Isolated aplastic anemia (aplastic anemia Isolated) - TERC and TERT genes.
Isolated aplastic anemia, also known as bone marrow failure is a serious disease characterized by intense decrease or absence of erythrocytes, granulocytes and megakaryocytes of the bone marrow, accompanied by the corresponding pancytopenia. It can occur at any age but is most common in young adults and the elderly. In severe cases up to 80% of affected individuals die within 18 to 24 months and in some quick ways even before three months. The causes of death are often infections and bleeding.
This process is due to mutations in the TERC gene, located on the long arm of chromosome 3 (3q26) and TERT, located on the short arm of chromosome 5 (5p15.33). These genes encode components of an enzyme called telomerase. Telomerase maintains telomeres, which are composed of repeated DNA segments found in the ends of chromosomes. Telomeres protect the chromosomes so that no sticking together abnormally or degrade. In most cells, the telomeres become progressively shorter as the cell divides. After a certain number of cell divisions, the telomeres become so short that cause the cell to stop dividing or apoptosis occurs. Telomerase counteracts the shortening of telomeres by adding small DNA repeated segments to the ends of chromosomes each time the cell divides. In most types of cells, telomerase is active at very low concentrations or is virtually undetectable. However, telomerase is active in the cells that the cells in the bone marrow and cells of the developing fetus rapidly dividing, such as the cells lining the lungs and gastrointestinal tract. Telomerase allows these cells to divide many times without being damaged or apoptosis to occur. Telomerase is also abnormally active in cancer cells, which grow and divide without control or order.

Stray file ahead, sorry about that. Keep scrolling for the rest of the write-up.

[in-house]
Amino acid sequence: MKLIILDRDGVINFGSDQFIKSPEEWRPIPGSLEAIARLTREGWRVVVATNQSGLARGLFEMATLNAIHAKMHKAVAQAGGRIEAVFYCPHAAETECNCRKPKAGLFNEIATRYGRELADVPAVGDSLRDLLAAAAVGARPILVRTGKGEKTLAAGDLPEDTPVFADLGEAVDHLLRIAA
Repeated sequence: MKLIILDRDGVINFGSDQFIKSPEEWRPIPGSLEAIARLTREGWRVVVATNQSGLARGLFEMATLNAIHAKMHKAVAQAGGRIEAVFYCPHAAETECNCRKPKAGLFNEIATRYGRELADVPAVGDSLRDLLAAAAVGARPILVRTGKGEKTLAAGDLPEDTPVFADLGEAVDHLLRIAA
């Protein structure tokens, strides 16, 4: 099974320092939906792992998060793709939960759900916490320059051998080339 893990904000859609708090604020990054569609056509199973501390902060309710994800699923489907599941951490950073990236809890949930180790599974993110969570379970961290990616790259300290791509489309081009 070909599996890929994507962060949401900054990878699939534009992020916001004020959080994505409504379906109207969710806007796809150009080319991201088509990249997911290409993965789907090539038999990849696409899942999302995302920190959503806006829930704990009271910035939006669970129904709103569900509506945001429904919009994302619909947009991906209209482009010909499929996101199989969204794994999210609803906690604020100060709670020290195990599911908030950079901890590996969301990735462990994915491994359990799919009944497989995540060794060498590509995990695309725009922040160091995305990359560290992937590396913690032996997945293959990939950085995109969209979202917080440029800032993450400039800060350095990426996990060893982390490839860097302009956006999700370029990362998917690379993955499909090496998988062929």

Telomerase enzyme consists of two main components which act together. One component, known as hTR, is encoded from the TERC gene. The hTR component is an RNA molecule that provides a template for creating repeated DNA sequence that telomerase adds to the ends of chromosomes. The other major component of telomerase, known as hTERT, is encoded from TERT gene. HTERT function is to add the new DNA segment to the ends of chromosomes.
Mutations in TERC and TERT genes lead to dysfunction of telomerase, deterioration in telomere maintenance, and reducing telomere length. It is believed that the isolated aplastic anemia due to mutations in the gene TERC actually may represent late - onset form of dyskeratosis congenita in which the physical characteristics such as nail dystrophy are mild and may not be detectable.
Tests in IVAMI: in IVAMI perform detection of mutations associated with aplastic anemia isolated by PCR amplification the complete exons of TERC and TERT genes, respectively, and subsequent sequencing.
Samples recommended: EDTA blood collected for separation of blood leukocytes, or impregnated sample card with dried blood (IVAMI may mail the card to deposit the blood sample).